2. Sound mixers aren't mail room clerks.. if you subscribe to the notion that 50% of the film experience is sound, you can understand that directors might not have the expertise to do the actual mixing, but are integral in helping develop the overall soundscape of a given track. A colleague of mine has a good analogy... our job, as mixers, is to get the ball to the 10 yard line.. the director helps us get it into the end zone... sometimes they fumble... While people like CN and others might not produce tracks you like, they are still the ones overly responsible for the overall aesthetic of the film.. to say, or think, that overseeing a mix is micromanagement shows a lack of understanding of how films are truly made, IMO. The mixing stage, with a good director, is handled just like a live set when doing principal photography.. it's not just some technicians spinning knobs.... Of course I think of it as an art form, and judging by the vast differences in styles between directors, sound editors and mixers, sometimes it's more apparent that some artists are more talented than others... but in the end it's all subjective. But to suggest that we should be left alone to our own devices as mixers would leave to homogeneous, sound alike mixes that... IMO that would be really boring. Just my .02.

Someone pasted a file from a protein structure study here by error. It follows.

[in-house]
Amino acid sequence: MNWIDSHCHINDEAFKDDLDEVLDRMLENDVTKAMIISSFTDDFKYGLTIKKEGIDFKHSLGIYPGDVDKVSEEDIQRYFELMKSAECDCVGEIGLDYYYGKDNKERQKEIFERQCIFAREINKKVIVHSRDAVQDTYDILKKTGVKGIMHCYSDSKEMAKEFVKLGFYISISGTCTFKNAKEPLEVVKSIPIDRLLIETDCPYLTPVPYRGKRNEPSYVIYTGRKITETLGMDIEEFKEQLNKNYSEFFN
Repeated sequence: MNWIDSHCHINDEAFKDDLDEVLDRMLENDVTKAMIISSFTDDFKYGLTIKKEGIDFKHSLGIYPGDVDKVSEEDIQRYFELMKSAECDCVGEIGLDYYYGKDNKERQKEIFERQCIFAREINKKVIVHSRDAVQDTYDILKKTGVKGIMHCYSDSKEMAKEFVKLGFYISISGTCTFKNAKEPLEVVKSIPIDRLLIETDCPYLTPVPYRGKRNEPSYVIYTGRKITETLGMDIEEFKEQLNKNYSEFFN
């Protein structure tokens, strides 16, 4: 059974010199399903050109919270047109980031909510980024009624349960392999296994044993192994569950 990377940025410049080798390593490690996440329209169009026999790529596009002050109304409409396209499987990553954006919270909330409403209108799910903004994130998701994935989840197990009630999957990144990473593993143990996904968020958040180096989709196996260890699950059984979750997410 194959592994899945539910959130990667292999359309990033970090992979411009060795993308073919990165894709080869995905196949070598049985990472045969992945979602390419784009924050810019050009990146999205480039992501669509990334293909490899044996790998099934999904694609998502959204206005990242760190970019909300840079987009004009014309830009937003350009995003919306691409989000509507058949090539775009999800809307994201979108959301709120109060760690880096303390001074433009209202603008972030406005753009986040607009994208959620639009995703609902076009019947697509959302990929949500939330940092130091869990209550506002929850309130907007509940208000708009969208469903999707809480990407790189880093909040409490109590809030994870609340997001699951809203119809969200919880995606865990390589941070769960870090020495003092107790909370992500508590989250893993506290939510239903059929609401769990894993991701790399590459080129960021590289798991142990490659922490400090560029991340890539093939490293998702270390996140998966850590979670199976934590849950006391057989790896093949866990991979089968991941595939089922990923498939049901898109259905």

3. Some more info on your research. I worked with Harry for 8 years.... he was the sound designer on many films where I served as supervising sound editor. The connection with Tarantino and some of the other films comes from Wylie Stateman, who is the supervising sound editor (and the Nine you are referring to is the Rob Marshall film not "9" for clarification..) He and Harry, as you noted, have been part of an amazing team for a long while now. The Patriot was one of the first films Harry worked on after joining Soundelux. Anne Scibelli was the main designer on Trek (another person Harry and I worked with for many years...) She recently completed Iron Man 3 with supervisor Mark Stoeckinger (who also did Star Trek...)